The presidential election
In 2002 the Committee for National Defence Studies for the first time asked four presidential candidates to set out their ‘professions of faith’ on defence and collective security. At the end of January this year we again invited the four candidates leading in the opinion polls (François Bayrou, Jean-Marie Le Pen, Ségolène Royal and Nicolas Sarkozy) to set out their credo.
Apart from M. Le Pen’s contribution, the answers have much in common, even if there are differences of emphasis concerning their interest in the defence community or European initiatives. The candidates affirm that they understand the volatility of the threats, and the dangerousness and potential instability of the world.
The President, the Government and the elected members of the new legislature who will be most closely associated with defence and security matters will have much on which to ponder. This will be more difficult than hitherto: the subject has become much more complex since the rise of non-state terrorism, whose inherent unpredictability makes it a formidable opponent for hi-tech, conventional armed forces, who suffer from shortcomings in their ability to adapt and react.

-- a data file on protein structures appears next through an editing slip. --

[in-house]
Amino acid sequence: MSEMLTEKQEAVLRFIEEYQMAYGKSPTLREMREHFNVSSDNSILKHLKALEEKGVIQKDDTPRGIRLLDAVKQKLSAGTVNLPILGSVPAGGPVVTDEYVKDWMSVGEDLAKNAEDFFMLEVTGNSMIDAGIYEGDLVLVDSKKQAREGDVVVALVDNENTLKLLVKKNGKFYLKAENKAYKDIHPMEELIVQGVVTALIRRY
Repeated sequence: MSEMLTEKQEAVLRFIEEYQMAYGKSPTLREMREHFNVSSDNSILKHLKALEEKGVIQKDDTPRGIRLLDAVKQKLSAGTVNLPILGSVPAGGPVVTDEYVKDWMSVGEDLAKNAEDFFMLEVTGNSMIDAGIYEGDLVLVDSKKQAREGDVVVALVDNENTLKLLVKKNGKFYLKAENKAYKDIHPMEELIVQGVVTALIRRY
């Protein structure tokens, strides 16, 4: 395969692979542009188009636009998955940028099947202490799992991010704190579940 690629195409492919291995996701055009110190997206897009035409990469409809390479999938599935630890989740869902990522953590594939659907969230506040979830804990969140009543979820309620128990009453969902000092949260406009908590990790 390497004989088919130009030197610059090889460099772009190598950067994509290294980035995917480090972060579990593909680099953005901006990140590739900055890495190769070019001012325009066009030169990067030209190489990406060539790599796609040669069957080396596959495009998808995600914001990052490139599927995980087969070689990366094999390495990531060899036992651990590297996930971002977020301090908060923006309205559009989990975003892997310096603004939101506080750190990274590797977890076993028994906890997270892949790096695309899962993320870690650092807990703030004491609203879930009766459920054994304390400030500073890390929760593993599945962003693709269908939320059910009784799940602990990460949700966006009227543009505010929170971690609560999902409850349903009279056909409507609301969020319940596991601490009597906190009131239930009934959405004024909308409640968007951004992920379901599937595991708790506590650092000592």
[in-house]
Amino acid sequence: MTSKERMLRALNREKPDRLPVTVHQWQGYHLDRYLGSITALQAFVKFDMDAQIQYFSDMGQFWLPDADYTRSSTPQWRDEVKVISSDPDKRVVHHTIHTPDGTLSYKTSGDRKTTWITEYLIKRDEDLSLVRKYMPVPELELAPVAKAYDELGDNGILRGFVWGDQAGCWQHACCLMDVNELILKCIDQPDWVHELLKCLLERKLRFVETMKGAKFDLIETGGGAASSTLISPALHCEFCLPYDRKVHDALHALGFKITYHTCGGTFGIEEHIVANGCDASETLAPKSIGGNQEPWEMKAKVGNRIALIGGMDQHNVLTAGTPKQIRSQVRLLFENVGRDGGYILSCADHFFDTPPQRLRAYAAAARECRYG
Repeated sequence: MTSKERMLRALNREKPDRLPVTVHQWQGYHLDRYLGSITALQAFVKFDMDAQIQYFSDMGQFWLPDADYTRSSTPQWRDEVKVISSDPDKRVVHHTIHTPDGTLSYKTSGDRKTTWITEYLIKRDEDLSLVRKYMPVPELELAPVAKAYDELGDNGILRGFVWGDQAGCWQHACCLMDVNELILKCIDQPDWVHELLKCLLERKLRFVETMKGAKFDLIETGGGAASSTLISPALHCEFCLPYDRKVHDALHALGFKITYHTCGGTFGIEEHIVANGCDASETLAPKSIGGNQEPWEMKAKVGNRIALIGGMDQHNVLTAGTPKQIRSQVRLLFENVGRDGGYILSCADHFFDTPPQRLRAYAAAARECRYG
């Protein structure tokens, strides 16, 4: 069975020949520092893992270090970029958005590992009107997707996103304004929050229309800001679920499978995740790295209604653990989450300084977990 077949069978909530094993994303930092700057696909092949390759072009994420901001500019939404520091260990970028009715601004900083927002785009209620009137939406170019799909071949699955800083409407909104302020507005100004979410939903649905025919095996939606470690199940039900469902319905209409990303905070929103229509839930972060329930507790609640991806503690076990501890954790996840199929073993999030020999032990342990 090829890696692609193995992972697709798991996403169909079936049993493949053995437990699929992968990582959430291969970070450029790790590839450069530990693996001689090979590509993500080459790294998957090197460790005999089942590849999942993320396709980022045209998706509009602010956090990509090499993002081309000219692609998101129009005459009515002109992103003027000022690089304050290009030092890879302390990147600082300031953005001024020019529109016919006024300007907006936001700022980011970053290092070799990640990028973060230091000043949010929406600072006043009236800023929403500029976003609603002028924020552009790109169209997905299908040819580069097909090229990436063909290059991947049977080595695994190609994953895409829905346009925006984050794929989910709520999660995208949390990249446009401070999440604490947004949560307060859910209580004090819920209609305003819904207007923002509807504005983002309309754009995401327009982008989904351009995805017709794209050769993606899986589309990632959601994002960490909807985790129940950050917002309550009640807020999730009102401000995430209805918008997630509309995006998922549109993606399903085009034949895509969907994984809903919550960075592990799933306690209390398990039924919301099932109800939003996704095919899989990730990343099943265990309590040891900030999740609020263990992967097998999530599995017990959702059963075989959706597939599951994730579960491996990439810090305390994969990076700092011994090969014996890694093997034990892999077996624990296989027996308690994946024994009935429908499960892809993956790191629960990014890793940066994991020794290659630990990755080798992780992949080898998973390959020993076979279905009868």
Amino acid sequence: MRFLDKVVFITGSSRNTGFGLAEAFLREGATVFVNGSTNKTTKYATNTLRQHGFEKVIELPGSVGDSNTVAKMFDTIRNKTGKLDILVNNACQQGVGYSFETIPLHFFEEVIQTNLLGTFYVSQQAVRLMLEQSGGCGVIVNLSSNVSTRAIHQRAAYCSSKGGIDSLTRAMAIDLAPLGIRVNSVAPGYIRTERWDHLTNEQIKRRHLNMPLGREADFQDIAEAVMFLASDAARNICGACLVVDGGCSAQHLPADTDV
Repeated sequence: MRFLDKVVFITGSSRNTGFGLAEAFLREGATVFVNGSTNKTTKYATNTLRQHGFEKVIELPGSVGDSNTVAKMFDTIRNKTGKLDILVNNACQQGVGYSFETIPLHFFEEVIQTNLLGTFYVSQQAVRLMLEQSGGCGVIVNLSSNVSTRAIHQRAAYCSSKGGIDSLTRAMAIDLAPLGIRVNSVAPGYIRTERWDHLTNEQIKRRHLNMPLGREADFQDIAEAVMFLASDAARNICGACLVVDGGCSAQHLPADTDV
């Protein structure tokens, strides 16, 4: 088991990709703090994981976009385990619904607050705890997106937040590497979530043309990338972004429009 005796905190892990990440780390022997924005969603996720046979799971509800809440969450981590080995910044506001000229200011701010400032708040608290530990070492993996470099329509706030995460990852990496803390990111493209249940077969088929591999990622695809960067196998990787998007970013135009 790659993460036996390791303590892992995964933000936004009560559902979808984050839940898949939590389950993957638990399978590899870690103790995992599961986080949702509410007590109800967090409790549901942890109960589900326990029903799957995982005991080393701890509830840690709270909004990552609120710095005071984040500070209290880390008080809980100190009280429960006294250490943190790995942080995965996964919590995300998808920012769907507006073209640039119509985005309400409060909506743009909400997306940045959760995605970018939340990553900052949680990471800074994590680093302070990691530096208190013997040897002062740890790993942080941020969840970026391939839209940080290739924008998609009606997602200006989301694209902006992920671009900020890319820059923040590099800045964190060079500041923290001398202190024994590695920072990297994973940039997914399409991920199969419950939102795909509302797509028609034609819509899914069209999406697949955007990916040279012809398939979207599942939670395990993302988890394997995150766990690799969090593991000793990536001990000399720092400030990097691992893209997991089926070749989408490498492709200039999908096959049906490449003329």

A major investment in strategic thinking at the European level is needed, with no preconceived ideas, leading to work on capabilities, and then equipment programmes based on ‘incremental acquisition’. The aim must be to avoid two traditional (and costly) pitfalls: the late entry into service of ill-adapted equipment and the rising number of ‘crash’ programmes. This month we publish several articles that may help the presidential candidates to clear their minds in this respect.
We will continue to contribute to the process of reflection in a future issue by discussing the lessons learned by different countries and emerging force employment doctrines.